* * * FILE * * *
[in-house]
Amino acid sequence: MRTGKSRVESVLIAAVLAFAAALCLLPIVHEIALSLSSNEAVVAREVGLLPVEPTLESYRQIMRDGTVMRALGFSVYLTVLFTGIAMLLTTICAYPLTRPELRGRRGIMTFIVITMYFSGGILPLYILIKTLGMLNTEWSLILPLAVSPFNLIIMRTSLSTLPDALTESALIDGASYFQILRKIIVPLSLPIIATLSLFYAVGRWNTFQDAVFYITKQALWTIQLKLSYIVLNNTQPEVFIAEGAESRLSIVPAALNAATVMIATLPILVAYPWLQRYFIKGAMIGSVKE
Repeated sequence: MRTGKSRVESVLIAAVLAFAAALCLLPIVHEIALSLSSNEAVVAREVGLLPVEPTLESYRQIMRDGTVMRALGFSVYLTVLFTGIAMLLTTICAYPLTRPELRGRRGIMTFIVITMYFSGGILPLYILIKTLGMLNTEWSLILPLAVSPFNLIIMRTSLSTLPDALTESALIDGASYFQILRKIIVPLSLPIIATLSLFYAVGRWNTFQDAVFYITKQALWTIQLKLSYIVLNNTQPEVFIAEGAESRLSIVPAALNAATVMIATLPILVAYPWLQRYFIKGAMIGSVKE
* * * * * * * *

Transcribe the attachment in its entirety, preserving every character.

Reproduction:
[in-house]
Amino acid sequence: MRTGKSRVESVLIAAVLAFAAALCLLPIVHEIALSLSSNEAVVAREVGLLPVEPTLESYRQIMRDGTVMRALGFSVYLTVLFTGIAMLLTTICAYPLTRPELRGRRGIMTFIVITMYFSGGILPLYILIKTLGMLNTEWSLILPLAVSPFNLIIMRTSLSTLPDALTESALIDGASYFQILRKIIVPLSLPIIATLSLFYAVGRWNTFQDAVFYITKQALWTIQLKLSYIVLNNTQPEVFIAEGAESRLSIVPAALNAATVMIATLPILVAYPWLQRYFIKGAMIGSVKE
Repeated sequence: MRTGKSRVESVLIAAVLAFAAALCLLPIVHEIALSLSSNEAVVAREVGLLPVEPTLESYRQIMRDGTVMRALGFSVYLTVLFTGIAMLLTTICAYPLTRPELRGRRGIMTFIVITMYFSGGILPLYILIKTLGMLNTEWSLILPLAVSPFNLIIMRTSLSTLPDALTESALIDGASYFQILRKIIVPLSLPIIATLSLFYAVGRWNTFQDAVFYITKQALWTIQLKLSYIVLNNTQPEVFIAEGAESRLSIVPAALNAATVMIATLPILVAYPWLQRYFIKGAMIGSVKE